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  13. I’ve been searching high and low for any discussion on this one particular part of the Jamie/Geneva …thing. I’m just past the part in Voyager where the baby is born, but I doubt this is a big issue that will be revisited later if I can’t find *anything* on it now, years after the book was written. So, the thing that absolutely disturbed me the most (judge me if you will, but I was 100% not reading this through the lens of modern societayculture/morality re:rape and that is not a part of this particular point of contention, just fair warning) was WHY ON GODS GREEN EARTH WOULD JAMIE TELL HER TO ARRANGE IT SO HE WOULD HAVE THE BEST CHANCE, TIME-WISE, TO GET HER PREGNANT AND EVEN STAYS OVER TO (I assume) DO IT AGAIN TO EHNANCE THE POSSIBILOTY OF CONCEPTION??!? I mean I just literally wretched when HE tells her to schedule their night the week after her period because it’s the “LEAST LIKELY” time she’ll get pregnant even though it is the MOST LIKELY. And I cannot see him being dumb about this; I think we all know Jamie knows quite a bit about how babies are made by now, witnessing at least 2 or 3 of his nieces & nephews from start to birth, plus his own 2 conceptions (he even counted the days she had missed her period!) with Claire, so 100% he was purposefully acting on the odds that a young girl in the middle of her cycle would VERY likely be knocked up by him. And that, to me, is the biggest betrayal to Claire possible. If he’d taken steps to PREVENT pregnanc by even suggesting a different time for them to,,,do it (wretch) I’d probably think of this plot point with only a little more uneasiness than the cave interlude.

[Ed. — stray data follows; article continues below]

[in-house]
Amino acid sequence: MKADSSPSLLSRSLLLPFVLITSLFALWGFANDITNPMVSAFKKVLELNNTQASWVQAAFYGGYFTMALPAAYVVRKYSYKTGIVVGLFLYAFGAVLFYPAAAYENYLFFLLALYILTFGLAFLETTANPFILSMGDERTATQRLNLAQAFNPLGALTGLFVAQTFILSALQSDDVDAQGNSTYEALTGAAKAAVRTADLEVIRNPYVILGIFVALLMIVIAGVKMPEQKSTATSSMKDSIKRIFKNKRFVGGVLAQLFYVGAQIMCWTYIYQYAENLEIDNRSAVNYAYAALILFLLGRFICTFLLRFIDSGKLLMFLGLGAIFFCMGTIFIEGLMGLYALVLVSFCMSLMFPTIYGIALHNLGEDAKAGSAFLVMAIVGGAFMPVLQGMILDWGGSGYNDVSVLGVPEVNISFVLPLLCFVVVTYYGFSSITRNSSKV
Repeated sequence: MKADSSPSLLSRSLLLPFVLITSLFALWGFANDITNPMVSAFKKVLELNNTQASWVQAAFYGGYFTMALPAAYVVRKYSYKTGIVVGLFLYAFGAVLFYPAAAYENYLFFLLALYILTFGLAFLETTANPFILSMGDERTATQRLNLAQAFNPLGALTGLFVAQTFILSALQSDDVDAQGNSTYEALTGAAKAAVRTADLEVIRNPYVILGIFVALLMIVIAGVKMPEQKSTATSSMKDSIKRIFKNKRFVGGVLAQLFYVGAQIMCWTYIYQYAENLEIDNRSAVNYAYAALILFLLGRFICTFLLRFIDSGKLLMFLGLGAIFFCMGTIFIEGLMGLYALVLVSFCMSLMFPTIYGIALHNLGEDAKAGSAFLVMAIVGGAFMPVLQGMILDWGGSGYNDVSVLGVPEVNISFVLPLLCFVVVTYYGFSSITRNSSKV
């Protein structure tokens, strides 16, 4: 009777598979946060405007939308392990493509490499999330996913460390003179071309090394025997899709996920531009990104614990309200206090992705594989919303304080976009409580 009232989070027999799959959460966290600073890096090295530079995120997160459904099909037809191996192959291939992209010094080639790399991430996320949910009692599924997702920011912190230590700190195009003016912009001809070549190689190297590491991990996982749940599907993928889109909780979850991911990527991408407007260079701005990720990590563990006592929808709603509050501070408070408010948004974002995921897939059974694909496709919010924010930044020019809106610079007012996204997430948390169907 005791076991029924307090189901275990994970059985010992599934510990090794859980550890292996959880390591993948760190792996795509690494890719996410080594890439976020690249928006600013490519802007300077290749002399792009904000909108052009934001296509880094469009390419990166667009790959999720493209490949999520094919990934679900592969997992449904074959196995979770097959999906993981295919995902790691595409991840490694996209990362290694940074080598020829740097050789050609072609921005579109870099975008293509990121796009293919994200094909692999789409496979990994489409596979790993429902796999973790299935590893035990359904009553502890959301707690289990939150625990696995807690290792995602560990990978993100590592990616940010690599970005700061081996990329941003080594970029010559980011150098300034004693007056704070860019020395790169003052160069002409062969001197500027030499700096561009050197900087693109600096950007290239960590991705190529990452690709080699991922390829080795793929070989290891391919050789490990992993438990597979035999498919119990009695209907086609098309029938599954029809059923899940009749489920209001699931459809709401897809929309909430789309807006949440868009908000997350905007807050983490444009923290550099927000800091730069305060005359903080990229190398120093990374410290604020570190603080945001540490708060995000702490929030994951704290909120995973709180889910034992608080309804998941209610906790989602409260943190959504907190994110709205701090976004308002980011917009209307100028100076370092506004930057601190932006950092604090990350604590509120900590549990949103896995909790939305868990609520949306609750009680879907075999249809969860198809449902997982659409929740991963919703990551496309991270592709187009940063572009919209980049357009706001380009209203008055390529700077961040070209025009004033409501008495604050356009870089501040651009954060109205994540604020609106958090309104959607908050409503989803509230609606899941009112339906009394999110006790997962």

I mean in the back of his mind he has always thought of the child when he thought of Claire, the one he never got to raise, so whyyyyy would he do this on purpose and try to bring another child into the world that he wouldn’t be able to raise, and that wouldn’t be Claire’s? Just,…no.